Darren Clarke had gone for more than 15 starts in the British Open before winning. In fact, this was the Northern Irishman’s 20th try. He hardly seemed on top of his game, having dropped out of top 100 in the world and not even eligible for the last three majors. It is safe to say that his game and his life have been in a fog for many of those years.

According to Paul Newberry, “Five years ago, Clarke lost wife Heather to breast cancer, a disease she had seemingly beat until it came back with a vengeance. He buried his spouse and faced life as a single father with two young boys to raise, a guy who'd had it all but suddenly found himself asking why life was so unfair.”

For Clarke, the fog was thick, but it eventually broke….which inevitably it does…even in San Francisco. By the time Clarke and Glover teed off the skies lightened a bit. An hour later the rain stopped. And the lead Clarke secured on Saturday combined with his even-par 70 on Sunday secured the Claret Jug. He dedicated his win to his late wife and his two sons Tyrone and Conor. He is also engaged to the former Miss Northern Ireland, Alison Campbell. Those are good weather conditions.

I think it’s important to know what “sucks your soul.” Because fog does that, I try to get out of it both literally and metaphorically every summer. I visit my brother and nieces in Washington DC; spending time with them, being in the humidity and going to the beach feeds my soul. A healthy spirituality is contingent on knowing what feeds your soul and what sucks it. According to Ron Rolheiser “A healthy soul, therefore, must do two things for us. First, it must put some fire in our veins, keep us energized, vibrant, living with zest, and full of hope as we sense that life is, ultimately, beautiful and worth living. Whenever this breaks down in us, something is wrong with our souls. When cynicism, despair, bitterness, or depression paralyze our energy, part of the soul is hurting. Second, a healthy soul has to keep us fixed together.”

Let’s face it, fog happens. But when it does, stay the course and listen to the foghorns around you. Keep hope and feed your soul. Eventually it will break and when it does, lift a pint of Guinness and the in the same way that Darren Clarke did.

Photo Credits
Darren Clarke-Victor
Weather Conditions at Royal St. George
In honor of the late Heather Clarke

Saturday, July 16, 2011

US Women's Soccer Team & Spiritual Fitness: What You Can Control

On Sunday, July 17, the United States Women’s soccer team will play in their third championship game against Japan. Although they have captured the gold medal in the past two Olympics, the US women haven’t won the world’s largest female sporting event since 1999. Sunday’s final will be played in the Olympic Stadium in Berlin where the 2006 Men’s World Cup Final took place. It will be interesting to see if Coach Pia Sundhange’s plan of attack succeeds. According to Sports Illustrated writer Grant Wahl, “when Sundhage, a Swede, took over in late 2007, she wanted the Americans to play with more skill than in the past, when they have won mostly with athleticism. Team captain Amy Wambach said, “What [Sundhage] has created is a different thought process about the game. The US has always been good in physicality, strength and fitness. If you can add the [skill] component, that’s a difficult combination to play against.”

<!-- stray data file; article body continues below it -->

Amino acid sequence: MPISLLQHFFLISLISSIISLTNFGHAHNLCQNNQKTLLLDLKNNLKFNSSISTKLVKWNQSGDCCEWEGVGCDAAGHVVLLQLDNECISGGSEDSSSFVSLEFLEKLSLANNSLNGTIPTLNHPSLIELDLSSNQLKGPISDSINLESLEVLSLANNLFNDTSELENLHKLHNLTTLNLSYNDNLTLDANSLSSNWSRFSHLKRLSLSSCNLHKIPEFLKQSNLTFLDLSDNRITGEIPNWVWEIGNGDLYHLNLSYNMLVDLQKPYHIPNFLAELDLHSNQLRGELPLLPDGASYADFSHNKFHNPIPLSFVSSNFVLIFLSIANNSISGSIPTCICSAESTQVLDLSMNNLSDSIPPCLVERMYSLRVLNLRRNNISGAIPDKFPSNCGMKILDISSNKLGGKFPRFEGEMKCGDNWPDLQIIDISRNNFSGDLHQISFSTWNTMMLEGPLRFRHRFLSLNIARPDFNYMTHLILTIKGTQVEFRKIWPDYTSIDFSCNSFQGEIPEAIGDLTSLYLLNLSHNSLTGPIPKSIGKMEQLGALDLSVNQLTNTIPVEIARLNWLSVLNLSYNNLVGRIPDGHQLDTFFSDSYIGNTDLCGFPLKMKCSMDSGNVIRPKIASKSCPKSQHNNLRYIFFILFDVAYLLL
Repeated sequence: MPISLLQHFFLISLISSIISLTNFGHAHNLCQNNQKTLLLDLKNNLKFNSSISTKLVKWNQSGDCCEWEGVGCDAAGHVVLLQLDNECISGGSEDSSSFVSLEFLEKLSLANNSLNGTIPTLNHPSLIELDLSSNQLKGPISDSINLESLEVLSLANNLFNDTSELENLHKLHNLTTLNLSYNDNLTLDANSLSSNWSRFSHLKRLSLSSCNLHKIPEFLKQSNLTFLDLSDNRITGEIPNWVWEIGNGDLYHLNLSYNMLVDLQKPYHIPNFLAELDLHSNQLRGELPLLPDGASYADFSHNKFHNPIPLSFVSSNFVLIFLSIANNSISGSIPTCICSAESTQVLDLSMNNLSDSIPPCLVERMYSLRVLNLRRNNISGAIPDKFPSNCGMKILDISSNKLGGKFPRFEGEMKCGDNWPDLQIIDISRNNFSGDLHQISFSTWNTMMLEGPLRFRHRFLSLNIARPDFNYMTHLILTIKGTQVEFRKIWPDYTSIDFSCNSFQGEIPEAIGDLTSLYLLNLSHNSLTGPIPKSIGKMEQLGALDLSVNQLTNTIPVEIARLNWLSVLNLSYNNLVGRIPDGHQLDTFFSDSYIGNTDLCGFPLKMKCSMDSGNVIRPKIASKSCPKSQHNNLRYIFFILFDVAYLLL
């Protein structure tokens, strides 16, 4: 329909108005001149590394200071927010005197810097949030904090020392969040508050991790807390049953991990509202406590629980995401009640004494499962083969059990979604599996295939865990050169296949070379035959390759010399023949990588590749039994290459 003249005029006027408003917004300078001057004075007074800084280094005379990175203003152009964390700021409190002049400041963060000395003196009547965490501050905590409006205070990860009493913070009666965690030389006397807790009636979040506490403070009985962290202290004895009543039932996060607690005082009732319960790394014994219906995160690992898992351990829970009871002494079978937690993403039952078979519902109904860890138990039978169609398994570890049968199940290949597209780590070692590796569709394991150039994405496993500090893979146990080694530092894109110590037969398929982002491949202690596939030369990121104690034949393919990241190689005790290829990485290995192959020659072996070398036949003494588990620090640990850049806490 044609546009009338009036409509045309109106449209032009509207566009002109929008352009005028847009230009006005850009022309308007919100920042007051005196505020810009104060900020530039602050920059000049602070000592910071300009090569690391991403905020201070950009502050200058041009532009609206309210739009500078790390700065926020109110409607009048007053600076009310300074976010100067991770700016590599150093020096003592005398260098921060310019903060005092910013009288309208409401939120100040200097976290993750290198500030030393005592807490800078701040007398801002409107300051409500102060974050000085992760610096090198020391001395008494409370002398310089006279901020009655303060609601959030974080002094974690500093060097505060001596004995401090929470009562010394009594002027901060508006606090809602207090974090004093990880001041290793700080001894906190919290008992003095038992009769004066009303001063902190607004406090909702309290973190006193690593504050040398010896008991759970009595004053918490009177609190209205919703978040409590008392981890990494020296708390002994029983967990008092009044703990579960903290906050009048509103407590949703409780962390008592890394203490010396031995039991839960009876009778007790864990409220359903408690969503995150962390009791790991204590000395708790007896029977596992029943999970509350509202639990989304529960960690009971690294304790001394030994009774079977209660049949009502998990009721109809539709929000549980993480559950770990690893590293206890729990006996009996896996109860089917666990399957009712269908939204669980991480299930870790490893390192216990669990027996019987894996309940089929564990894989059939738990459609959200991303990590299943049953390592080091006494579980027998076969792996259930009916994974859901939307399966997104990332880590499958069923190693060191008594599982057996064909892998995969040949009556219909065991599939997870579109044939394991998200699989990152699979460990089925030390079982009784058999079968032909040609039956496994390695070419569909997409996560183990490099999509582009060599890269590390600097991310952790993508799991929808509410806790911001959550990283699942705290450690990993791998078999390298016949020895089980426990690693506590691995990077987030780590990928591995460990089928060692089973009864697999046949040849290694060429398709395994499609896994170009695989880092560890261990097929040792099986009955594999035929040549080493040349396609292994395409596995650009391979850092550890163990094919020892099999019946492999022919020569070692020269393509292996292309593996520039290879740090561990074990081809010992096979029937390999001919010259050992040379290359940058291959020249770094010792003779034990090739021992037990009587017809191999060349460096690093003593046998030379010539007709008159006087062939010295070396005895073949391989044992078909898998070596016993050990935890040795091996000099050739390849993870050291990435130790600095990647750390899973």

In reading about her strategy I started to think about the difference between athleticism and skill. Gold medalists and World Cup teammates Lauren Cheney and Heather Mitts weighed in. The 23-year old forward Cheney said “fitness is the one thing you can control. You can’t focus on the game if you’re worried about your breathing or whether you can make that run.” Her rule for staying in top form is “always do one extra when it comes to training. If I’m supposed to do 10 sprints, I do 11.” She’s right. The extra effort can pay dividends when you least expect it. 33-year old defender, Heather Mitts said “my fitness is the one thing that’s gotten me to this level. My ball skill may not be as good as some other players’ but when I step out on the field knowing I’m fit, that’s one less thing I have to worry about.”

I think these teammates are on to something. There is so little one can control in a game and in life that its wise to excel where you can.

According to “The Buddy System” by Natalie Gingerich MacKenzie “…it pays to be in great shape—research shows that the fittest soccer players cover as much as 20 percent more of the field in every game than their less-conditioned counterparts and get in on 23 percent more action with the ball….”Those statistics are significant! To be a part of nearly one quarter more of the game and to gain a dramatic increase of field coverage because of sheer fitness--a commitment to a largely controllable entity--spoke to me. A good athlete will make and take advantages where he or she can.

I started to think about how this information translates to the spiritual life. To what degree can I control my spiritual fitness? Or rather, what does spiritual fitness require? How does a spiritually fit person act? What do they look like? Is there a difference? Are they different?